In my third guest post, Holly Redding Cooper shares her thoughts on reconciliation, forgiveness, and parenting.
My oldest son will soon participate in the Holy Sacrament of Reconciliation. It seems like a lofty one for a seven year old and one that I never really understood or valued in my own spiritual life as a Catholic. But as I listened to the teachings that prepared him, it spoke volumes to me as both a parent and a human being. The focus is on the release our failings, the task of making amends (through prayer or action), the forgiveness of acts, and the intention to do right.
When I heard these words and shared them with my child, I was struck by their value for me as a parent. Religious context aside, the word reconciliation has powerful connotations. According to Merriam Webster, it means: “the act of causing two people or groups to become friendly again after an argument or disagreement,” or “the process of finding a way to make two different ideas, acts, etc., exist or be true at the same time.” This made me think about the reconciliation of the selves that simultaneously exist within me: The parent, professional, and partner I desire to be and the human I am. What if I offered myself that same reconciliation? And how might I model that level of self-acceptance for my children?
When I think of my favorite parenting moments, I am tempted to tell you about the times when I bake with my children or have a dance party in the kitchen. But if I am truthful, the most meaningful moments are often in the aftermath of parenting failure, when I take the time to reflect on my own behavior and acknowledge that I wish I had done things differently. It is the moment when I hold my child’s hand and say, “Mama is sorry that I raised my voice. I do not want to speak to you like that. I will try to do better. We will try to do better.” In my children’s eyes I see pure forgiveness, because children do not understand perfect. They understand mistakes.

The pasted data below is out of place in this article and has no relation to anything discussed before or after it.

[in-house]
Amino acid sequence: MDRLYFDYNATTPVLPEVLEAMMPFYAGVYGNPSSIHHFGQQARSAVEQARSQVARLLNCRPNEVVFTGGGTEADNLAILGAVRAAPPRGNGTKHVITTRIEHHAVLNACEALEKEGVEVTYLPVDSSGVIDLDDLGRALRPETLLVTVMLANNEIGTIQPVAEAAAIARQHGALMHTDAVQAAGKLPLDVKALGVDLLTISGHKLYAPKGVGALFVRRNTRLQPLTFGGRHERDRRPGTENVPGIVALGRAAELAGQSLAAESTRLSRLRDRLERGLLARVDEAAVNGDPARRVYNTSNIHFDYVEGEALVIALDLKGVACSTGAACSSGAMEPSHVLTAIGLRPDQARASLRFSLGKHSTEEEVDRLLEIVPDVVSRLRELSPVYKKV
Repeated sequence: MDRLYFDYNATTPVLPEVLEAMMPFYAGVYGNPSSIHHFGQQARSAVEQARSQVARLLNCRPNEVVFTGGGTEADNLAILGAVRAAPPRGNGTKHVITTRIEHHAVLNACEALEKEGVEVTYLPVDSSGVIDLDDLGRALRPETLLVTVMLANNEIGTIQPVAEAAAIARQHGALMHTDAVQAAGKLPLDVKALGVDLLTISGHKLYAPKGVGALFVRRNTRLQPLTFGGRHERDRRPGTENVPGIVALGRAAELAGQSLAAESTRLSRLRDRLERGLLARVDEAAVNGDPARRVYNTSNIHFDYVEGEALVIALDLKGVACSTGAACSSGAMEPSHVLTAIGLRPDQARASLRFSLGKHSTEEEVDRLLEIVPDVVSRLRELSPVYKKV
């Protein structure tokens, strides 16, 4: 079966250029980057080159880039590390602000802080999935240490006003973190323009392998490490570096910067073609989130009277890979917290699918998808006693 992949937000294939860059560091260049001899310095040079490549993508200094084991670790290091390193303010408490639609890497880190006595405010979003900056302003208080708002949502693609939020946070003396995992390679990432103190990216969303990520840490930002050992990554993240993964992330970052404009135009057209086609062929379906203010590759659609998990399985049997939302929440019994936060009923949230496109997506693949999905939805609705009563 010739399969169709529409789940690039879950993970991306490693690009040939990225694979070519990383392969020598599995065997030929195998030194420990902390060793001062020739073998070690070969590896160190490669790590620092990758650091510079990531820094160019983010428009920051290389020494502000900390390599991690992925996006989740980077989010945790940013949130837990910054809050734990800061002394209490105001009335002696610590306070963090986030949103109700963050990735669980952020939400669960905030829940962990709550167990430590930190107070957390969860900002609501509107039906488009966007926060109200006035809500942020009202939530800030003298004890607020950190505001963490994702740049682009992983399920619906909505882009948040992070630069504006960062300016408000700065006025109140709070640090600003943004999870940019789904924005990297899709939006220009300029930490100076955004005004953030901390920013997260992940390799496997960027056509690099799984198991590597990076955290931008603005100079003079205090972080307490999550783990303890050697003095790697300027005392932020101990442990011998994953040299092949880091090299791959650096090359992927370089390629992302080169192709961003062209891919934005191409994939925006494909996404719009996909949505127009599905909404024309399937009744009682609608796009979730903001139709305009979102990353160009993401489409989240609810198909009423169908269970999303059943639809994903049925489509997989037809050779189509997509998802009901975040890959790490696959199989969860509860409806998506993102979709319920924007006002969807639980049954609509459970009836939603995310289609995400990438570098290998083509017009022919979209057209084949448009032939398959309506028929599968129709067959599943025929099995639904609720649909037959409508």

When I think about reconciliation in this new way, I think about finding a way to accept and honor the different parts of myself: who I aspire to be and the reality of my own humanity. I want to find a way to accept my whole self as genuine, valid, and a source of learning. It is in the acknowledgment of my failing with a sorry heart and the intention to do better that I can forgive and free myself from guilt that prevents me from growth as a parent and as a person. This acceptance of myself helps my children release themselves from the idea of perfection and instead models for them the intention of doing and being better.
It is a powerful moment as a parent to offer an honest apology to your own child. The grace is in the reparation. The beauty is in the forgiveness. The healing is to model to your child, “We can try again.” Nobody can wipe a slate clean like the heart of child. As parents, it is a gift to offer our own humanity to our children and to receive self-acceptance in return.
Holly Redding Cooper is a clinical social worker, wife, and mother to three fantastic boys. She has worked with children, adults, and families in medical social work for 12 years. Her role as a parent is constantly evolving and guiding her social work practice.
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